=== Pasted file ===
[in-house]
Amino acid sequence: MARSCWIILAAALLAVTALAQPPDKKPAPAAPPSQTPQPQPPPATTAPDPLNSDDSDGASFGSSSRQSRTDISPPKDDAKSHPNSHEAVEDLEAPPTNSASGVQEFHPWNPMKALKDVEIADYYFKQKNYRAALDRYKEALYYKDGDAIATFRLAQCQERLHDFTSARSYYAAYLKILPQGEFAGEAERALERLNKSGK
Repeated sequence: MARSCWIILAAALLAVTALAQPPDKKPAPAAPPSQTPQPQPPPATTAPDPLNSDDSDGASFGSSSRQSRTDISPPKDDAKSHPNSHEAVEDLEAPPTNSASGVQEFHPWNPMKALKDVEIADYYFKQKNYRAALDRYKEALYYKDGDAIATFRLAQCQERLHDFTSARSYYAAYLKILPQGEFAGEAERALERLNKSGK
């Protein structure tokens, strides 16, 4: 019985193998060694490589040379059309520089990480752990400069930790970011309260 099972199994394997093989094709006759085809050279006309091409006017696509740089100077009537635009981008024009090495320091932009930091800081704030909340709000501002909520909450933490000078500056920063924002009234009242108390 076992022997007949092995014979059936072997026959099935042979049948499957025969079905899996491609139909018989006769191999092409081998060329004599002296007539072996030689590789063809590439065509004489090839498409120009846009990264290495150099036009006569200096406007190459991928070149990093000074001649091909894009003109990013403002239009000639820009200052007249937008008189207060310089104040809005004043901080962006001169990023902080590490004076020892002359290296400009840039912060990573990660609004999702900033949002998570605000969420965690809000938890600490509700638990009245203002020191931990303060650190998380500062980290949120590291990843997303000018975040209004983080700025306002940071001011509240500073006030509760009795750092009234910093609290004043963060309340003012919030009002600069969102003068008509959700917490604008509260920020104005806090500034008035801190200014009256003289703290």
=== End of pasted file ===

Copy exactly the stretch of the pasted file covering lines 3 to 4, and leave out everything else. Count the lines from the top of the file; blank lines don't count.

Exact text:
Repeated sequence: MARSCWIILAAALLAVTALAQPPDKKPAPAAPPSQTPQPQPPPATTAPDPLNSDDSDGASFGSSSRQSRTDISPPKDDAKSHPNSHEAVEDLEAPPTNSASGVQEFHPWNPMKALKDVEIADYYFKQKNYRAALDRYKEALYYKDGDAIATFRLAQCQERLHDFTSARSYYAAYLKILPQGEFAGEAERALERLNKSGK
């Protein structure tokens, strides 16, 4: 019985193998060694490589040379059309520089990480752990400069930790970011309260 099972199994394997093989094709006759085809050279006309091409006017696509740089100077009537635009981008024009090495320091932009930091800081704030909340709000501002909520909450933490000078500056920063924002009234009242108390 076992022997007949092995014979059936072997026959099935042979049948499957025969079905899996491609139909018989006769191999092409081998060329004599002296007539072996030689590789063809590439065509004489090839498409120009846009990264290495150099036009006569200096406007190459991928070149990093000074001649091909894009003109990013403002239009000639820009200052007249937008008189207060310089104040809005004043901080962006001169990023902080590490004076020892002359290296400009840039912060990573990660609004999702900033949002998570605000969420965690809000938890600490509700638990009245203002020191931990303060650190998380500062980290949120590291990843997303000018975040209004983080700025306002940071001011509240500073006030509760009795750092009234910093609290004043963060309340003012919030009002600069969102003068008509959700917490604008509260920020104005806090500034008035801190200014009256003289703290």